- The Washington Times - Wednesday, March 18, 2009

LOS ANGELES (AP) - The TV Academy will honor eight programs that are examples of “television with a conscience,” including a “Brothers & Sisters” episode about same-sex marriage.

The programs focused on issues including tolerance, adoption, gun control, the environment and questions of faith, John Shaffner, chairman and CEO of the Academy of Television Arts & Sciences, said Wednesday.

The Television Honors, to be given at an April 30 ceremony, were instituted last year to recognize valuable work produced by the industry, Shaffner said.

“We do share a tremendous pride about the positive, great impact television has on our culture, and why not celebrate it? It’s great for us to stand up together and say, ‘Look at what television can bring into the homes of our audiences that informs and educates,’” he said.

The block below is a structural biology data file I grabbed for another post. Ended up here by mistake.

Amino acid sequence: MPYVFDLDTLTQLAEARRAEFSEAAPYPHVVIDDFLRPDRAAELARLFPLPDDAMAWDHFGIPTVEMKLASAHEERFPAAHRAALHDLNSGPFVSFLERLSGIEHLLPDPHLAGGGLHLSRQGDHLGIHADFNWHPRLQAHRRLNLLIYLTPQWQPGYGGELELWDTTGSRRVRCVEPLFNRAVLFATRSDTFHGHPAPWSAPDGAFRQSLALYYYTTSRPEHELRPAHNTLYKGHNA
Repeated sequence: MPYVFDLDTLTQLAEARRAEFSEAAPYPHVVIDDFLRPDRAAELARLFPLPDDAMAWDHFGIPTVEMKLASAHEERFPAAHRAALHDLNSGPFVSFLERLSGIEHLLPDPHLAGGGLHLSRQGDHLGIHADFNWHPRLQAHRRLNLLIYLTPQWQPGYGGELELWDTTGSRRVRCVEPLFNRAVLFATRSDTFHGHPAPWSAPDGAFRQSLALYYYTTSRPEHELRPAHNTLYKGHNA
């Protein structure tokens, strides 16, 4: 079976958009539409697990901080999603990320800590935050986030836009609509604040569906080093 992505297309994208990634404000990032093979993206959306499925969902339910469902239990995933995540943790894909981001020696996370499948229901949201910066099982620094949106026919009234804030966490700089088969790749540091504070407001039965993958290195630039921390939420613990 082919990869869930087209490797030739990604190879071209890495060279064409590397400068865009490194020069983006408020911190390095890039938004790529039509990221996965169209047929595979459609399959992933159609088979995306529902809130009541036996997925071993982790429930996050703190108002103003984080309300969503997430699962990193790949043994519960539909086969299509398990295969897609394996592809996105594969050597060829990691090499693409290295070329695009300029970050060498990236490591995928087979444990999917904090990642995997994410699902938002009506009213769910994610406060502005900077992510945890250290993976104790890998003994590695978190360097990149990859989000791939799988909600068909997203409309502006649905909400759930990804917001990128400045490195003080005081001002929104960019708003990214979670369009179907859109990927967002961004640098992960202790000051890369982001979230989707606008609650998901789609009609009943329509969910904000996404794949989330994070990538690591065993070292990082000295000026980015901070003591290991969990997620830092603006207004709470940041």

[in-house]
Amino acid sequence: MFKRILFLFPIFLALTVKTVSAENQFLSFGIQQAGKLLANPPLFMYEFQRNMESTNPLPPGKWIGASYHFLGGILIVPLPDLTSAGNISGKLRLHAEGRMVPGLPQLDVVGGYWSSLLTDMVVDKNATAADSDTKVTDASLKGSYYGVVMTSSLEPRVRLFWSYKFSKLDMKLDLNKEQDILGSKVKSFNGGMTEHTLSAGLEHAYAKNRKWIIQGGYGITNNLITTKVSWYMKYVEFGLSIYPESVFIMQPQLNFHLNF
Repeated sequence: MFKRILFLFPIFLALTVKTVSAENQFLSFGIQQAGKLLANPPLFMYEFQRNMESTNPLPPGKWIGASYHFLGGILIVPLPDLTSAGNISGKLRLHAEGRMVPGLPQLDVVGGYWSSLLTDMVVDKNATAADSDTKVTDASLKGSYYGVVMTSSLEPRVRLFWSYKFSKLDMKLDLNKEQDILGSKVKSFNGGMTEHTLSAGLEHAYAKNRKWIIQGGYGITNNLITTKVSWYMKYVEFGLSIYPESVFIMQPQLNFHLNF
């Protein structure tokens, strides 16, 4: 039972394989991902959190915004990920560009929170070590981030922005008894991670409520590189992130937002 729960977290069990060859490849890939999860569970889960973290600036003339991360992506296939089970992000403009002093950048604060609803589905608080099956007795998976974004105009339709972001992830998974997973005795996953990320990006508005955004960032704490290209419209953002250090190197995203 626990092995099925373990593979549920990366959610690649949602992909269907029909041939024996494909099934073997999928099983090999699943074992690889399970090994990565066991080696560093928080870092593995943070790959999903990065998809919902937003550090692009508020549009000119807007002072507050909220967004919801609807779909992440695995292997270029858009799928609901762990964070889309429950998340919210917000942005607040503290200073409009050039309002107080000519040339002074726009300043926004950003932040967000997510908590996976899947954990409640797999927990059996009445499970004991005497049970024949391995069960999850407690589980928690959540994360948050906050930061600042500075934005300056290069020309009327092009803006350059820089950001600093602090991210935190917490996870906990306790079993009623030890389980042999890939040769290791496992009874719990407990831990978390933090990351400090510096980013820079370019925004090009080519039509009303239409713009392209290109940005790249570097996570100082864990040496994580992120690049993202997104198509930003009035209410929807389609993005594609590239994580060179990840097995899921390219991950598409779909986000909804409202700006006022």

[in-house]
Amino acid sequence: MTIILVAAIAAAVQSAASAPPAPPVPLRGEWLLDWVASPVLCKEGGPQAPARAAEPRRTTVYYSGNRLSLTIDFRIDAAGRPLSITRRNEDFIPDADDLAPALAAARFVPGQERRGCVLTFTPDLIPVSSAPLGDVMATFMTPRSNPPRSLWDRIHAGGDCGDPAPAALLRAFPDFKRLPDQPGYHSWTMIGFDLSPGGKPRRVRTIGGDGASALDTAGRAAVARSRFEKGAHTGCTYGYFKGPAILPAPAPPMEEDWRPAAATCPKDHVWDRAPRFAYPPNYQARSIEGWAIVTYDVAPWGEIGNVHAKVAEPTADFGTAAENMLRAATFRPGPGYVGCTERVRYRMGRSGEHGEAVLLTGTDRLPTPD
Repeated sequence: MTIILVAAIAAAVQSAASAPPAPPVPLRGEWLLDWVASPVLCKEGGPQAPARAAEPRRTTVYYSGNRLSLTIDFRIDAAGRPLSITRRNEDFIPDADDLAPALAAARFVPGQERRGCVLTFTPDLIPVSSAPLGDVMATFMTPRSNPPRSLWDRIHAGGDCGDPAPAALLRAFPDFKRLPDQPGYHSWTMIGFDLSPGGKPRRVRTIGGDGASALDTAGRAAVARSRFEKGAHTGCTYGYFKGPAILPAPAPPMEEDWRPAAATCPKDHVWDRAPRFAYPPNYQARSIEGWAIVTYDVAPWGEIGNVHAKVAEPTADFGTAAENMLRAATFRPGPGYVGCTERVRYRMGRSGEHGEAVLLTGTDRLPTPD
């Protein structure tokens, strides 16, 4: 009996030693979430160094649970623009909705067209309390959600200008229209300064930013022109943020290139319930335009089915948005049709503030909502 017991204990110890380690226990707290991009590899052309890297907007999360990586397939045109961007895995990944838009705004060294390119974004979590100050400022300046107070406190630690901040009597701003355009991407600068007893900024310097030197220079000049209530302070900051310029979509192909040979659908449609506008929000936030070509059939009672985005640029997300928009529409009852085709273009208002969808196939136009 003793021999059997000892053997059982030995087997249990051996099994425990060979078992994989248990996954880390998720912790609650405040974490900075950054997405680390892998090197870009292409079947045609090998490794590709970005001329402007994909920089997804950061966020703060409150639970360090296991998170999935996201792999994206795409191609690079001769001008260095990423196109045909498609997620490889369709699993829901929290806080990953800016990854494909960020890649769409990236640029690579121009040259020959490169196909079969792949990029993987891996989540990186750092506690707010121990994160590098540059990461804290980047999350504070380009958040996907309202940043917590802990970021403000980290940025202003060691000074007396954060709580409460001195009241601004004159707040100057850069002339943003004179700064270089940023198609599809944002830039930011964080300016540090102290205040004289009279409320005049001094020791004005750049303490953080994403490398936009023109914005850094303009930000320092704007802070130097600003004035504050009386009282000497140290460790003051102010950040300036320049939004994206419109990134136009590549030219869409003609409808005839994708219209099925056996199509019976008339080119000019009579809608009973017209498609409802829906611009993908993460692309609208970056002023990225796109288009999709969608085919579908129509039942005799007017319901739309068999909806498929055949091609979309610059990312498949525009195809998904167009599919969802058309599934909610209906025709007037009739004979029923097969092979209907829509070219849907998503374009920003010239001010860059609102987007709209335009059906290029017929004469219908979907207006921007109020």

This year’s recipients include “Brothers & Sisters: “Prior Commitments,” ABC; “A Home for the Holidays,” CBS; “Breaking the Huddle: The Integration of College Football,” HBO; and Extreme Makeover Home Edition: “The Martirez & Malek Families,” ABC.

Other honorees are “God on Trial” (“Masterpiece Contemporary”), PBS; “Stand Up to Cancer,” ABC, CBS, NBC; “30 Days,” FX; and “Whale Wars,” Animal Planet.

The recipients were selected by a TV Academy committee that reviewed nearly 150 entries, including scripted comedies and dramas, TV movies, and reality and documentary programs. The academy also administers the Emmy Awards.

Many of the programs held layered and complex messages, Shaffner said, citing “Whale Wars” as one example.

The program, about Sea Shepherd Conservation Society founder Paul Watson and global friction over whaling, celebrates both conservation and the power of one individual to bring change, Shaffner said.


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